Thursday, July 21, 2011

Firetrucks on Fridays.

I can’t reach the volume on my ipod. Actually, I can. But any movement other than directly forward might send me careening directly in front of the noise I am trying to drown out. And I can’t start singing at the top of my lungs to drown it out because I live in a small community where word travels fast. Which explains why I’ve never acted on the tempting-yet-completely-inadvisable mental cleanse that could be achieved by running down the street screaming and naked.  

(Note: I know what you are thinking. I’ve mentioned that whole naked and screaming thing before. I admit there might have been several occasions when my stress level reached a point where it seemed like a good idea. But I am doing much better now. Thank you for checking.)

It’s Friday. Friday morning. Friday morning at 8:30-ish. Sirens are racing up behind and in front of me. My lungs are seizing up, my intestines rioting, and I have just chewed a hole in my cheek that promises to fester into the size of a silver dollar by the start of next week.

On a positive note, if I do go down it won’t take paramedics long to arrive.

Friday morning is different from any other morning. It’s not free as Saturday and Sunday, it’s lazily energetic while Monday is focused, and it’s more enthusiastic than Tuesday, Wednesday or Thursday. It’s the end of the week and the start of the weekend. It’s when sandals replace stilettos and vegetables are pushed aside for pizza.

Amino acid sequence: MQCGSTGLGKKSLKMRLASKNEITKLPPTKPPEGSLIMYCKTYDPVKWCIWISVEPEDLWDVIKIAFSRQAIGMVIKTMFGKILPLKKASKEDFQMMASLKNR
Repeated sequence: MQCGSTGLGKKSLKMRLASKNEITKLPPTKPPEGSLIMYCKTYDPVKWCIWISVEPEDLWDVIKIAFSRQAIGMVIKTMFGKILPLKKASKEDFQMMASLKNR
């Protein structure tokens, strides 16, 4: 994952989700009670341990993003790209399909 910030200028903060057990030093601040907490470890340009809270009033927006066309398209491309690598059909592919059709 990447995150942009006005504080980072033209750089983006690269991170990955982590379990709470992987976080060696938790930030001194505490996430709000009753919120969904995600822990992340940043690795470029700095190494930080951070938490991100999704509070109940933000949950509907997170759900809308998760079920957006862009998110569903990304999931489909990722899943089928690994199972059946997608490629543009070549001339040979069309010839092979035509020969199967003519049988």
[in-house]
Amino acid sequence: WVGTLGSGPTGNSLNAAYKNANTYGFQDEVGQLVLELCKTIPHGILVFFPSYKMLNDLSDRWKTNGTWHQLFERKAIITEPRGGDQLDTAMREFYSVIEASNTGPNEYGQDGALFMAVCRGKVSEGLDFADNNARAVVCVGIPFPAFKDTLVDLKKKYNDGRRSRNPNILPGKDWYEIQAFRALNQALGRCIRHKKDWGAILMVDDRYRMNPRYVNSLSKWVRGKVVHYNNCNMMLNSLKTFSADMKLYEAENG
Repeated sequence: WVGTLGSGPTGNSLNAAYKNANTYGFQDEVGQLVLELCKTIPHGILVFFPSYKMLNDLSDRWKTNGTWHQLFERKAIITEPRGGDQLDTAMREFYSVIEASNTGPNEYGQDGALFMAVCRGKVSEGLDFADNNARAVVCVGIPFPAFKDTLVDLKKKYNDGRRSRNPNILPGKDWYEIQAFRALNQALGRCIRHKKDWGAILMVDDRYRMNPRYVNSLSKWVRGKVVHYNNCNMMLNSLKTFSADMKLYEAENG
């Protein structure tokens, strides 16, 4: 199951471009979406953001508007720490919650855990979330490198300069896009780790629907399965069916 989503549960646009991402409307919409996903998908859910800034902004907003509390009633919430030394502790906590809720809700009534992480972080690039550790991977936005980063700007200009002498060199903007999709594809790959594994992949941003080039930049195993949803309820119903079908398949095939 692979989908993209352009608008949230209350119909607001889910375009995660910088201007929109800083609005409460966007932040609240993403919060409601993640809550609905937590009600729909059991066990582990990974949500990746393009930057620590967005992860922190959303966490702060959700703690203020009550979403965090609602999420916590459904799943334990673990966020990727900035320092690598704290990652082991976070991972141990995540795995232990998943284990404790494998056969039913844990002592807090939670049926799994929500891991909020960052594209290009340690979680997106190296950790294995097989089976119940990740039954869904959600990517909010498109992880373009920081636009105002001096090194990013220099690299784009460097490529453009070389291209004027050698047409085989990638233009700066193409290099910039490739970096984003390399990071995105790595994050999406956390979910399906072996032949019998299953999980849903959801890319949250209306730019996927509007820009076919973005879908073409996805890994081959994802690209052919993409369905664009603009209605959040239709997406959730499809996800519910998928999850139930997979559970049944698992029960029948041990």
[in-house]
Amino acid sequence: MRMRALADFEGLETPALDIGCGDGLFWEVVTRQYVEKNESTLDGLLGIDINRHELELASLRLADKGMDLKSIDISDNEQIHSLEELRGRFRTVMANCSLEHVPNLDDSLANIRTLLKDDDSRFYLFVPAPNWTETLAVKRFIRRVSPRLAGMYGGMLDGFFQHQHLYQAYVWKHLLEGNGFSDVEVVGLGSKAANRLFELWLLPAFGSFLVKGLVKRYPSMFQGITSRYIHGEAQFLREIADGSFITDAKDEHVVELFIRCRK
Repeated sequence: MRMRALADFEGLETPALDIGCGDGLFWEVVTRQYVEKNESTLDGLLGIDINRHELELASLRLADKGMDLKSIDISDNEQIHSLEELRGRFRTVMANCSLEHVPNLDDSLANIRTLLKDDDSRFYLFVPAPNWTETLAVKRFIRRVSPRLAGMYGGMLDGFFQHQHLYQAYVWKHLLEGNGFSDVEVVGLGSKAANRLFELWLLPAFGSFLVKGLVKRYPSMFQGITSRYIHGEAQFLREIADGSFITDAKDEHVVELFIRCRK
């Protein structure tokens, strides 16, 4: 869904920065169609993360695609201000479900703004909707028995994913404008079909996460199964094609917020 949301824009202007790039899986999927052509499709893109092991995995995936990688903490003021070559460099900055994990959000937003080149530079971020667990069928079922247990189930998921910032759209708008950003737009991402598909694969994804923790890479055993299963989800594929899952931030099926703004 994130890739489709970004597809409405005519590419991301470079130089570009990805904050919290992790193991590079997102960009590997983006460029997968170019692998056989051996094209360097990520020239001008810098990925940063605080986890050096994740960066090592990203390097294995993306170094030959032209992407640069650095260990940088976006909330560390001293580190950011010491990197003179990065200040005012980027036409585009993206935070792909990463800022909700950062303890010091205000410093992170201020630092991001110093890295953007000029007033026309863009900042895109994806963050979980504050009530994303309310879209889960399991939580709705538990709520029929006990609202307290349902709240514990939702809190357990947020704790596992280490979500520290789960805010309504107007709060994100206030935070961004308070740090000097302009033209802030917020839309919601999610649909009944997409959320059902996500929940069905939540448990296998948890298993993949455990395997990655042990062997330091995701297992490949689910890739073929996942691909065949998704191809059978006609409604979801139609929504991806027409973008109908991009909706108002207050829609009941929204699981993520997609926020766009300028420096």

It’s when sirens in the distance went silent in front of our house.

My subconscious marked that moment in time, measuring the days, the weeks and the months from that point on. In the car I would suddenly glance at the clock. I would find myself standing in front of the microwave’s digital clock, unable to escape the crystal blue eyes that told me everything had changed. Sitting at my computer my eyes would drift to the bottom right, an unexpected acknowledgement of passing time. As the days, weeks and months passed my hatred for Friday morning eased into lingering dread and then quiet ambivalence. At some point that I did not notice the notches in time were no longer counted and the dread and panic faded along with my body’s physical repulsion at the sound of sirens. Friday morning was once again … Friday morning.

Every now and then, Friday feels the way it did that morning, moments that are unsettling as much for the unexpectedness as for the memory. But most of the time it is simply lunches and backpacks, school and summer camp, cereal and unmade beds.

And then there’s today when the sound of sirens isn’t just about riding through memories – it’s about avoiding new ones. Because no matter how appealing a truck full of firemen might be, it’s better when the view isn’t from a stretcher. And with my luck, I’d be looking up at the same set of blue eyes.

Except this time around, they’d be laughing.

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